Word of the Day: skip

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Word of the Day
February 12, 2016
skip (verb, noun) sound LISTEN icon
Two women skipping

To skip is 'to run in a childish way, with your knees high in the air,' or 'to hop from one foot to the other.' Skip also means 'to omit or miss something,' or 'to be absent from somewhere.' As a noun, a skip is the movement of hopping from one foot to the other.

Example sentences

  • Little Timmy was skipping down the road.
  • Mary skipped the first chapters of the book, until she got to the interesting part.
  • skipped the first presentation at the conference so I could sleep a little more.
  • He finished his dance with a graceful skip.
Multi-word forms

skip it (verb): forget about it, stop doing something. Example "You still don't understand? OK, skip it. We'll move on to something else."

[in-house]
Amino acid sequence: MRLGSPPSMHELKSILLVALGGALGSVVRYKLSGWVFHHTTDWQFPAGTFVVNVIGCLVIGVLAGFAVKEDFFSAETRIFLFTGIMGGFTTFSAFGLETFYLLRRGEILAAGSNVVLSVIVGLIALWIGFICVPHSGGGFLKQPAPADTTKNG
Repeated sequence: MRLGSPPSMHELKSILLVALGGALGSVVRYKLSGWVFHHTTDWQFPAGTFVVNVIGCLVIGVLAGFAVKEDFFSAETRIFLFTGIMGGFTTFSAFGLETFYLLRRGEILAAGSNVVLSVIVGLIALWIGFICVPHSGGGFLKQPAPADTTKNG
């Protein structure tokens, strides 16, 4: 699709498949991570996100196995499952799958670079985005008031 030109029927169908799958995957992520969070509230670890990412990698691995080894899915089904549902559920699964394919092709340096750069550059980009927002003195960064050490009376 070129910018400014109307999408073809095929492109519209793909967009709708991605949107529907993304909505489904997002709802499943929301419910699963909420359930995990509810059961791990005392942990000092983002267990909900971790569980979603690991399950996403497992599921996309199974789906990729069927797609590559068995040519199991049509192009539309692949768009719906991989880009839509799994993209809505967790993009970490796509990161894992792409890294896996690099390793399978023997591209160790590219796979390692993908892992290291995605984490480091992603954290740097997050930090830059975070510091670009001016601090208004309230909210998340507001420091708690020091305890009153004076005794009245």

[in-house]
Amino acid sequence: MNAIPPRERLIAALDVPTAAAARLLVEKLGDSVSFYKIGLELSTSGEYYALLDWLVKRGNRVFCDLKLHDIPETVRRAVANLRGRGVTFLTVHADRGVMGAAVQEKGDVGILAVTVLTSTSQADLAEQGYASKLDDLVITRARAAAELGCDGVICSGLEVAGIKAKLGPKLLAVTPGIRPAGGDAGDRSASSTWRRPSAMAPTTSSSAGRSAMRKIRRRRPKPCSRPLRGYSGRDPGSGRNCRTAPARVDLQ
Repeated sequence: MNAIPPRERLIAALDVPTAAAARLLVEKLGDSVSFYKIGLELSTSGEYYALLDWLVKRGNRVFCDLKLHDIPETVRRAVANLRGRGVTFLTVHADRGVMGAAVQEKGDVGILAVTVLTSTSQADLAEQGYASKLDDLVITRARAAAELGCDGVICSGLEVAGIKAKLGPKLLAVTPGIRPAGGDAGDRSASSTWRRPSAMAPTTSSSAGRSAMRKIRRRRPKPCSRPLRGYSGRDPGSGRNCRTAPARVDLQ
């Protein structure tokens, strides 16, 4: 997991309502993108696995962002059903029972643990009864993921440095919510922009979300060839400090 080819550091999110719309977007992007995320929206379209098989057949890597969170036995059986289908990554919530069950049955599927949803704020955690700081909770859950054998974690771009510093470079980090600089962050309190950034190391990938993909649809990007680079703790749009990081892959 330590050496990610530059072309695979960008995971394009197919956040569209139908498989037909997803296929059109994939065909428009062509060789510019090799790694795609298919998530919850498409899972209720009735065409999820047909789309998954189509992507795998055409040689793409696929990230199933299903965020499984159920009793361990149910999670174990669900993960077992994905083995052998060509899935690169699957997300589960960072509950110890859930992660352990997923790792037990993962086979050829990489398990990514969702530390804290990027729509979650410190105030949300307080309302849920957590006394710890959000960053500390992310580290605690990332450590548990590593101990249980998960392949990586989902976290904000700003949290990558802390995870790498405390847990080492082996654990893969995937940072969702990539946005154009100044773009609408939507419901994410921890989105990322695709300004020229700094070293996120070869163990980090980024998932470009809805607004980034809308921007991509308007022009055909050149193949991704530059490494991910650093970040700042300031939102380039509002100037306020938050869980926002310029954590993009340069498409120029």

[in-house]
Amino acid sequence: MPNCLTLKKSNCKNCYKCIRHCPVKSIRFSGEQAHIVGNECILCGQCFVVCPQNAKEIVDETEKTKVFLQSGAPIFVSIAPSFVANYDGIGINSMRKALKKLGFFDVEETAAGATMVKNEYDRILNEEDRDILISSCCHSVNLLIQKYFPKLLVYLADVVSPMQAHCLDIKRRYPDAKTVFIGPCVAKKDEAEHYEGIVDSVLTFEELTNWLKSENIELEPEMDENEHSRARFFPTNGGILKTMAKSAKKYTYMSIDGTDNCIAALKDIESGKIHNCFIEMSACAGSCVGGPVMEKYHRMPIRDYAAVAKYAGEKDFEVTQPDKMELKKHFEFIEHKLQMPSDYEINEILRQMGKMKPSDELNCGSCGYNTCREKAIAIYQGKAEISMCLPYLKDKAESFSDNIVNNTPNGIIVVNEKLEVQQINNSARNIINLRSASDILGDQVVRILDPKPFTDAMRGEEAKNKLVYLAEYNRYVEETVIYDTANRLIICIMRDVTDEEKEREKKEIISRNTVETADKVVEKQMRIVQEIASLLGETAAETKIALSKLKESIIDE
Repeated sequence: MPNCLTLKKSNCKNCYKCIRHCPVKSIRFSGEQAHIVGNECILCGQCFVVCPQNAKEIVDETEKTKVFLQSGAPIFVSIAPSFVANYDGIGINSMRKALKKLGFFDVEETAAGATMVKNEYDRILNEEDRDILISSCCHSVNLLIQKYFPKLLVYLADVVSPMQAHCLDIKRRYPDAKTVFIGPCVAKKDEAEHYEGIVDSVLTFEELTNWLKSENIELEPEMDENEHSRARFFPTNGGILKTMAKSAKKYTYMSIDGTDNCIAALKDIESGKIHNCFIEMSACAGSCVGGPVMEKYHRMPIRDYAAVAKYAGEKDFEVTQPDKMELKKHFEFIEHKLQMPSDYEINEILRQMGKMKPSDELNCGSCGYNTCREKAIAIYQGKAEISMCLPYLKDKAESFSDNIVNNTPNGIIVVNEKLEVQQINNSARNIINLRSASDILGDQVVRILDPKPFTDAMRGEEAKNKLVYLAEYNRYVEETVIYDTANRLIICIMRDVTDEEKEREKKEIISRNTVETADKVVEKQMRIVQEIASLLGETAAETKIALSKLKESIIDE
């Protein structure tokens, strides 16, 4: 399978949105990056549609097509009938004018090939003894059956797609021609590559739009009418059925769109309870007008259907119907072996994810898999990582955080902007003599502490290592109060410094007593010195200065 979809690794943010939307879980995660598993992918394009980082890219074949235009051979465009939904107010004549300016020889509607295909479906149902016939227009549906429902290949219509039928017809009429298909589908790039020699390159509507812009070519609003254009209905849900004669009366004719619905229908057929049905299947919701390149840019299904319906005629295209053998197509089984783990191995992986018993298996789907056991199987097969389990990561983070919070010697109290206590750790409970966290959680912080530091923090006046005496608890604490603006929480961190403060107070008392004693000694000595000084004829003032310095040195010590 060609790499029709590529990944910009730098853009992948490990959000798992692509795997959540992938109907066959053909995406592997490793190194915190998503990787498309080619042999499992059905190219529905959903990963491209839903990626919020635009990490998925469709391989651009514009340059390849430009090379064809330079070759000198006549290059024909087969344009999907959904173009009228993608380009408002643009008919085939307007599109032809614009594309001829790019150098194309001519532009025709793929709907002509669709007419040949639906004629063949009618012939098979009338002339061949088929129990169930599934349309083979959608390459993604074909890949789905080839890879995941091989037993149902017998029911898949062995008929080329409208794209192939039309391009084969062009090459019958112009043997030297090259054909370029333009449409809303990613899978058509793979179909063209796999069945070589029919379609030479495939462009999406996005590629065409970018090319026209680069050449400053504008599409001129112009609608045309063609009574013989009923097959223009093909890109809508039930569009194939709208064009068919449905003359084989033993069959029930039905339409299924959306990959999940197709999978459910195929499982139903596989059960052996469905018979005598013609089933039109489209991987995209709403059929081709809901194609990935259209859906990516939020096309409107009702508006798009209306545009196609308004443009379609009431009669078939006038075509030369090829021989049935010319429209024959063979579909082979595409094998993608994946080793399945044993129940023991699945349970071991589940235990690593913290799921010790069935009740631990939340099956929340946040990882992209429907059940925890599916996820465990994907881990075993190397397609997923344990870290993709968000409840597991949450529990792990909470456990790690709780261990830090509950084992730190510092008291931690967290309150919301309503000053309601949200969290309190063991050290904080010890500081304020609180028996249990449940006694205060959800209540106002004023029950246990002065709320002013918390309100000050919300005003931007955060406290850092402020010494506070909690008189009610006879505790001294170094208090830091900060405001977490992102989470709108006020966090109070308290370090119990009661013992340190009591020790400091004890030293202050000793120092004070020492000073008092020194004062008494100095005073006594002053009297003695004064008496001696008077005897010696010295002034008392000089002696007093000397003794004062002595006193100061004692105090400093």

skip off/out: to leave quickly and without notice. Example: "We have to find them before they skip off!"

skip town: to leave a city quickly, often because you are in trouble. Example: "The thieves skipped town before dawn and the police never found them."

Additional information
In British English a skip is also a large container used on building sites to throw away waste material. Example: "Laurie took some bricks from the skip around the corner."
Did you know?
In British English skip also means 'to use a skipping rope,' whereas in American English you would jump rope or skip rope. Skipping or jumping rope might seem like a game for children, but actually it is very good exercise and boxers often do this to get fit.
Other forms
skippingly (adverb), skipping (noun)
Skip dates back to the second half of the 13th century and comes from the late Middle English noun skyppe, which came from the Middle English verb skippen. They both stem from the Old Norse word skopa, meaning 'to run.'
Other info
A skip, or skipper, is also the captain of a boat or ship. Check out the full definition for more meanings of skip!
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